‘Tis the season

Christmas is just around the corner and times are tight.  Just because everyone’s cutting back doesn’t mean we can’t all share a little something with our friends and co-workers.  The folks at my office crowd around like freakin’ pigeons when I bring this in and it’s adaptable enough it can be made for everyone to enjoy.  So for those among us who don’t feel compelled to trample their fellow man to save a few bucks on trinkets and baubles for their loved ones I give you my recipe for Herr Baron’s Crazy Peanuts.

Actually, before we got to the recipe how about a bit of back story?  I’m sure I’ve mentioned in the past that I work for a Chinese company.  Being a Chinese company there are, surprisingly, a lot of Chinese people in my office.  I’m not a believer in the whole “diversity in and of itself make any organization better” theory, but it has been particularly educational from an eating standpoint.  To wit – what the majority of us white devils* consider Chinese food is pretty much American food that’s been dressed up in such a way as to make us think we’re eating something authentically Chinese.  There are some superficial similarities to authentic Chinese but it’s not home cooking to the folks in my office.

I like the spicy and by tagging along with some of my co-workers I now know of a couple of authentic Sichuan (Szechuan) restaurants here in town.  One of the things that makes Sichuan cuisine unique is the Sichuan peppercorn or hua jiao.  It’s technically not a pepper and it doesn’t add heat.  It’s got an almost citrusy flavor but the oddest thing is it numbs your mouth.  It’s pretty funny watching the uninitiated when they bite into them for the first time.  Once you’re used to it, though, Sichuan food isn’t the same without it.

You’ve either got to buy it on-line or hit your local Asian market to find it.  I picked some up at a Chinese grocery store and it was okay; then one of my co-workers gave me a bunch that her husband brought back from Chengdu (her hometown in Sichuan province of China).  The following Monday I told her that if we were living a crime drama this would be the point where the cops were trying to figure out who murdered the victim with a hot dose of junk.  She didn’t know what the hell I was talking about.  So I said, “Annie, the hua jiao you gave me is so much stronger than what I got at the market I can’t believe it’s the same stuff.”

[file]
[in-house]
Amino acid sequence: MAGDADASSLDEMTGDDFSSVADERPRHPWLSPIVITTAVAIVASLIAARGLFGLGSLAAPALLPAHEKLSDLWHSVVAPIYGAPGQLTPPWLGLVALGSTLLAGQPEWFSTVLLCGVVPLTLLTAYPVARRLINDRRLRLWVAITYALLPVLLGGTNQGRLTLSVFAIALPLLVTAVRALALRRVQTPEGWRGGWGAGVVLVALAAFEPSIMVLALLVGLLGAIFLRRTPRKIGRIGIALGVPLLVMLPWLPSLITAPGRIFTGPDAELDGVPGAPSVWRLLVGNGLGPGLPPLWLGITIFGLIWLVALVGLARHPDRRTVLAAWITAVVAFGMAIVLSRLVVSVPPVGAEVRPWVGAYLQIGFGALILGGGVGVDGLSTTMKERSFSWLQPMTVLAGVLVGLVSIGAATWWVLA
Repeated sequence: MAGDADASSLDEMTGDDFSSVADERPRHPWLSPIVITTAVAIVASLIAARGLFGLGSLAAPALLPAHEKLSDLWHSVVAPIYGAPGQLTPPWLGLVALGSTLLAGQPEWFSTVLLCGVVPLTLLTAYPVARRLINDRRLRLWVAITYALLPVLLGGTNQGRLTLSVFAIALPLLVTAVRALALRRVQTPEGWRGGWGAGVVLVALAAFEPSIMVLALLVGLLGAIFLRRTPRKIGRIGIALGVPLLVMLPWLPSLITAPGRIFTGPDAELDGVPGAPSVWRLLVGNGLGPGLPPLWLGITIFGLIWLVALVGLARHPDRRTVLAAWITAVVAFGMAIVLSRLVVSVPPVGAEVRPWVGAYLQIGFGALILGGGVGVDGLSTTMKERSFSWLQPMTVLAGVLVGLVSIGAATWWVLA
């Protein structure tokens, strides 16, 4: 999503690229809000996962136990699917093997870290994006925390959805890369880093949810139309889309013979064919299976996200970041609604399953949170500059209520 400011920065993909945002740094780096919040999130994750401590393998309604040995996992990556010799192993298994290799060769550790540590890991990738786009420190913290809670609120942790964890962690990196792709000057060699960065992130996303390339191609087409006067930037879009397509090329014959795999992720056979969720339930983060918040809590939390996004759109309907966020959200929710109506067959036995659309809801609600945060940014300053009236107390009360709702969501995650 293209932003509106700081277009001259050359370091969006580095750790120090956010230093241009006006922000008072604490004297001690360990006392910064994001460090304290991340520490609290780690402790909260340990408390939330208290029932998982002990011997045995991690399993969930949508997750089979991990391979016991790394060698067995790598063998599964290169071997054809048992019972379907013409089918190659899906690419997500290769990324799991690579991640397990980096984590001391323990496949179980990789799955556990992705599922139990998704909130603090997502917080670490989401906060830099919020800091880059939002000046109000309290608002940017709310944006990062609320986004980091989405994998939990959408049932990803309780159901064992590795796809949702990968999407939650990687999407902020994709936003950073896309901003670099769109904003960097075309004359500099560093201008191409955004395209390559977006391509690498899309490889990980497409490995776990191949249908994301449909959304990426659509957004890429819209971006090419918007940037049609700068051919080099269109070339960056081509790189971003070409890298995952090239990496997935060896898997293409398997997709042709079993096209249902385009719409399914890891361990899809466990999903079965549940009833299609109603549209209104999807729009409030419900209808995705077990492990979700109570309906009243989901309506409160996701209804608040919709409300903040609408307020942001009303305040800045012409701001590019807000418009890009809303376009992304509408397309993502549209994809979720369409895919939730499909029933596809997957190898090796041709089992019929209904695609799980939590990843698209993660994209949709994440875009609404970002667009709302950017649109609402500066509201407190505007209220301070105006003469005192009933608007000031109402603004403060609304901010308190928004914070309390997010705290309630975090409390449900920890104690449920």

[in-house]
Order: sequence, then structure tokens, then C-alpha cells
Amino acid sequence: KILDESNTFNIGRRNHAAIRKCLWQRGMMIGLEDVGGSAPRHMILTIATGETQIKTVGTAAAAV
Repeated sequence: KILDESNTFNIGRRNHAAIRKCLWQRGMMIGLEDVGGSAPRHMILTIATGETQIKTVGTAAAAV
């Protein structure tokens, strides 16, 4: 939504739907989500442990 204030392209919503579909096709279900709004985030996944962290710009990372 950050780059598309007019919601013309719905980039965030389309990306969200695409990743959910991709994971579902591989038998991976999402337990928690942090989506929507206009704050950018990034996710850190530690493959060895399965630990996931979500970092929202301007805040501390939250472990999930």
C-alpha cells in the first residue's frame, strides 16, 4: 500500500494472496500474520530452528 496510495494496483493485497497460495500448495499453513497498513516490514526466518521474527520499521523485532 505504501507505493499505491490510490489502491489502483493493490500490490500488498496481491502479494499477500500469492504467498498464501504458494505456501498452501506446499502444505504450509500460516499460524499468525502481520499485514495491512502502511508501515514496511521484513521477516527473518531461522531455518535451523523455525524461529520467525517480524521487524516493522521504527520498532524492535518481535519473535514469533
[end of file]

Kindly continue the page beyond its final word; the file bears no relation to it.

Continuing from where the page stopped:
I use it in this recipe, but not everyone would like it anyway so feel free to leave it out.  Once you get past the basic recipe you can add whatever floats your boat.

Anyway, on to the recipe.  The basic stuff:

Two cups of blanched peanuts (or other nuts, I reckon)
One cup granulated sugar
One teaspoon salt
1/4-1/3 cup water
Other spices as desired**

I use a non-stick saute pan and a silicon spatula for this and the end result sticks to both.  You’re basically making candy and melted sugar is very sticky.  And will burn the everloving crap out of you if you’re not careful.  I read a little about candy making – i.e. “soft crack” vs. “hard crack” and the difference is the amount of water.  Since there’s water added in this recipe the goal is to cook it all back out (hard crack has <1% water) and caramelize the sugar.  If you don’t cook it long enough to get all the water out the end product will be sticky.

Anyway, put everything together in a skillet over medium heat.  Once it starts to boil you’ll want to keep stirring it pretty much constantly.  The syrup will get thicker and thicker, reduce the heat a bit as it does to keep from burning the sugar.  Keep stirring.  It takes ~10-15 minutes once the water has visibly boiled out to get the sugar caramelized and the sugar cooked to where it will be crunchy after it cools.  The whole gooey, sticky mess will start to clump together and it takes constant stirring to get all the nuts evenly coated.  Keep stirring, keep an eye on the heat, and keep an eye on the color of the sugar.  When the sugar has caramelized to your liking, scrape the candy out of the skillet onto a piece of parchment paper and press as thin as you can with your spatula.  Once it cools, break it up and it’s ready to share

** Other spices – for my Chinese-pleasing crazy peanuts:

One tablespoon chinkiang (black) vinegar
1/2 teaspoon ground ginger
1/2 – 1 teaspoon ground red pepper (one teaspoon makes them pretty racy)
One tablespoon Sichuan peppercorns (ground – I use a mortar and pestle)

The black vinegar makes it a little more challenging to know when the sugar starts to caramelize but adds a really unique flavor.  I just add everything together at the beginning and let the spices cook in and infuse flavor.

Practice makes perfect.  My first two batches were so-so and sticky.  Now that I’ve got it down I could sell ’em and there wouldn’t be enough time in the day to keep up with demand at the office.

* One of my running gags at the office is a sign I printed and hung under my name plate that says “white devil” in Mandarin.  Almost every single Chinese person who comes to my desk points at the sign and asks, “Do you know what that says?”

“Sure,” I reply, “it says ‘Number One Recruiter’, right?”

“Who told you that?”

“My boss, Neil [he’s Chinese], he printed it out and told me it says #1 Recruiter and I should hang it on my wall.”  At that point they’re either too polite to tell me what it really says or they’ll tip toe around it or they call bullshit.  It’s not much but it keeps me going.  Besides, they don’t get any of my pop culture references.  They do laugh when I ask if they’re making Kung Pao turkey for Thanksgiving though, so I’ve got that too.

Happy Holidays!

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